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Chronic recording of neural signals is indispensable in designing efficient brain-machine interfaces and to elucidate human neurophysiology. The advent of multichannel micro-electrode arrays has driven the need for electronics to record neural signals from many neurons. The dynamic range of the system can vary over time due to change in electrode-neuron distance and background noise. We propose a neural amplifier in UMC 130 nm, 1P8M complementary metal-oxide-semiconductor (CMOS) technology. It can be biased adaptively from 200 nA to 2 μA, modulating input referred noise from 9.92 μV to 3.9 μV. We also describe a low noise design technique which minimizes the noise contribution of the load circuitry. Optimum sizing of the input transistors minimizes the accentuation of the input referred noise of the amplifier and obviates the need of large input capacitance. The amplifier achieves a noise efficiency factor of 2.58. The amplifier can pass signal from 5 Hz to 7 kHz and the bandwidth of the amplifier can be tuned for rejecting low field potentials (LFP) and power line interference. The amplifier achieves a mid-band voltage gain of 37 dB. In vitro experiments are performed to validate the applicability of the neural low noise amplifier in neural recording systems.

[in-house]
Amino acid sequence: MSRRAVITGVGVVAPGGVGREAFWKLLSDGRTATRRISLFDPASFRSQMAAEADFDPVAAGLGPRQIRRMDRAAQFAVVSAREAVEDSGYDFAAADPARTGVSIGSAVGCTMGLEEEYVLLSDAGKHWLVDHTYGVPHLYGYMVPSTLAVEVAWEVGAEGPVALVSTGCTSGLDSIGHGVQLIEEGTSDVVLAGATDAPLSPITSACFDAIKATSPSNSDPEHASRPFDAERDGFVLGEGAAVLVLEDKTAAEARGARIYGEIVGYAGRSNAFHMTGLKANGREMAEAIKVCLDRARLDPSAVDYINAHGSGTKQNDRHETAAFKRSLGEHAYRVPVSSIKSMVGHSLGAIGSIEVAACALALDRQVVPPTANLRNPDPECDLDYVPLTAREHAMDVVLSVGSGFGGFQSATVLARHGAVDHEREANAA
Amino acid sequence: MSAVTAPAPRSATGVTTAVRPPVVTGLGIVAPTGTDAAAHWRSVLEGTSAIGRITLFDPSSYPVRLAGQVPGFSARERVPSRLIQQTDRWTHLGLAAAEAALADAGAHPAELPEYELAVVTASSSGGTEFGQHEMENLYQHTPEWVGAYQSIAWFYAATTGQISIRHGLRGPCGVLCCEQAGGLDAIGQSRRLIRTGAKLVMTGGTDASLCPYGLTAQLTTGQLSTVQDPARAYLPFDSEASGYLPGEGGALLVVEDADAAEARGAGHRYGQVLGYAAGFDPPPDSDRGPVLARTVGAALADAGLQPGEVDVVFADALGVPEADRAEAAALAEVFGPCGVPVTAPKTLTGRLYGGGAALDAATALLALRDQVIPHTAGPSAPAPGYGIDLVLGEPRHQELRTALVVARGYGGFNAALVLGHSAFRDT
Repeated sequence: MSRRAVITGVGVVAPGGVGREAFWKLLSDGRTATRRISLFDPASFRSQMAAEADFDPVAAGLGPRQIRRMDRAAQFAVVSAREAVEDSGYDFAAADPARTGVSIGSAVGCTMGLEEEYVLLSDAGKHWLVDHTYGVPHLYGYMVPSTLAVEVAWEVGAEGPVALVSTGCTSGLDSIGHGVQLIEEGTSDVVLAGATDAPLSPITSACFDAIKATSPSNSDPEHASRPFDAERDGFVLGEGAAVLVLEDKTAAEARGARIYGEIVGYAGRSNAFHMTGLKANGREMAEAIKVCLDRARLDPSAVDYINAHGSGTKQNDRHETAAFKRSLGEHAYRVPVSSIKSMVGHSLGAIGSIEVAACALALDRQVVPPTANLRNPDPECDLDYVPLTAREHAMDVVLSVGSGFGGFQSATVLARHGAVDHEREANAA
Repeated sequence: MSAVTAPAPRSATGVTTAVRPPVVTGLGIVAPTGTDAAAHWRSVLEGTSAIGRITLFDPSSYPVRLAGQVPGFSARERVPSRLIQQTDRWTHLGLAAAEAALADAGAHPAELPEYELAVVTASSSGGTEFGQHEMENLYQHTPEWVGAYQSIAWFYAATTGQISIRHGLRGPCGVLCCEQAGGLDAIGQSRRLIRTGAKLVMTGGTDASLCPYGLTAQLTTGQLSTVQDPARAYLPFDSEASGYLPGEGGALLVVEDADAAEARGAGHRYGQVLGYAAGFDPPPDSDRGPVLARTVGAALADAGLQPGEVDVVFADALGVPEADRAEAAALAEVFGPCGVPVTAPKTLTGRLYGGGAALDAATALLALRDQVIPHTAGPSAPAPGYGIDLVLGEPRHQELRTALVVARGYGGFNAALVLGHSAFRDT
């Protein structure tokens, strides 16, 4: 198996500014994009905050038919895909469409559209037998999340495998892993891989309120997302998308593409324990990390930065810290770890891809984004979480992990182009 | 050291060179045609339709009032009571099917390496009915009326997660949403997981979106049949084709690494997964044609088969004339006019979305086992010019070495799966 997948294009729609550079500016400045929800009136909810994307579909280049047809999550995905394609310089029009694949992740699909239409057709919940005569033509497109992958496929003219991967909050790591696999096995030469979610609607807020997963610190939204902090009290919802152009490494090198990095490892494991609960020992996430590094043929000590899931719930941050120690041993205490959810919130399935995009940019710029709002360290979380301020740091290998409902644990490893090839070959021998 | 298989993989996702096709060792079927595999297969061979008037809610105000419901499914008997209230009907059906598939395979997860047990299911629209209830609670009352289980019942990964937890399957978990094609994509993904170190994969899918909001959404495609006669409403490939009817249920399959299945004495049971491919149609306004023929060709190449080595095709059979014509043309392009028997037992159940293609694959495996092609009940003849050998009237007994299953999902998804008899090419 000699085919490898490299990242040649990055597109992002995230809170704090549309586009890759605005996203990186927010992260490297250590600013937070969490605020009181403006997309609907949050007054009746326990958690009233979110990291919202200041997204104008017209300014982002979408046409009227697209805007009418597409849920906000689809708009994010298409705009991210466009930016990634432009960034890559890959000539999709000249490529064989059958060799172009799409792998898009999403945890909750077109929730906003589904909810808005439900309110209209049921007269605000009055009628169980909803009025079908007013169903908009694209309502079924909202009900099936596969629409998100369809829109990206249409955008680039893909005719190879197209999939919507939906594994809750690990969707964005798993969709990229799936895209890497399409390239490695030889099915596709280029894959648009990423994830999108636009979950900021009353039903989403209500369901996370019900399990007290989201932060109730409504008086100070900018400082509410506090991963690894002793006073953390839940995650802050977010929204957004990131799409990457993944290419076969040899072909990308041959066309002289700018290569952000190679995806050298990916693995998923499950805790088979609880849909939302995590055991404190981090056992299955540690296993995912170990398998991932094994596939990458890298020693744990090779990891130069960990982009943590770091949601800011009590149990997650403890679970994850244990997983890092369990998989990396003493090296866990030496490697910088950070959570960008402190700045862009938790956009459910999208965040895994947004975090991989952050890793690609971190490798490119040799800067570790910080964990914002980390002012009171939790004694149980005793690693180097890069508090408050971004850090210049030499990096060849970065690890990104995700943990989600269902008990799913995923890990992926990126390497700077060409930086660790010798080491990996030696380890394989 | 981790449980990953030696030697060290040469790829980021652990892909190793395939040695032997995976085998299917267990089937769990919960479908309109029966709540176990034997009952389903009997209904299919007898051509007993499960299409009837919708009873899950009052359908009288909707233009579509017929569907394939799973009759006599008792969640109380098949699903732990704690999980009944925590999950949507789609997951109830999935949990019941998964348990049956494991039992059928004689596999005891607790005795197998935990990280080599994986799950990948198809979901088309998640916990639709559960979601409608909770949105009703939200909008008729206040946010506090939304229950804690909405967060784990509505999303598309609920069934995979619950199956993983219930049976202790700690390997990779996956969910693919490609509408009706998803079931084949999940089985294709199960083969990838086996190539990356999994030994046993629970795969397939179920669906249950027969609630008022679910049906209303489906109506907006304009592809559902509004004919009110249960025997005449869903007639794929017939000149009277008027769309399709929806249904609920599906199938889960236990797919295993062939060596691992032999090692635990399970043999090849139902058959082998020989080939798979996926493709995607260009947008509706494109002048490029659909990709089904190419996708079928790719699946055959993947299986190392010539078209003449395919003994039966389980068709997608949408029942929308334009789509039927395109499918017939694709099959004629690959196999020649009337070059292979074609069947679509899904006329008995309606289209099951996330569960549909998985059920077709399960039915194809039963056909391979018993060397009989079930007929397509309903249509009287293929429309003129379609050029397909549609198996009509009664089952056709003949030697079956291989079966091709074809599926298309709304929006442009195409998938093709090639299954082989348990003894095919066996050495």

Emerging and Selected Topics in Circuits and Systems, IEEE Journal on (Volume:1 , Issue: 4 )
Date of Publication: Dec. 2011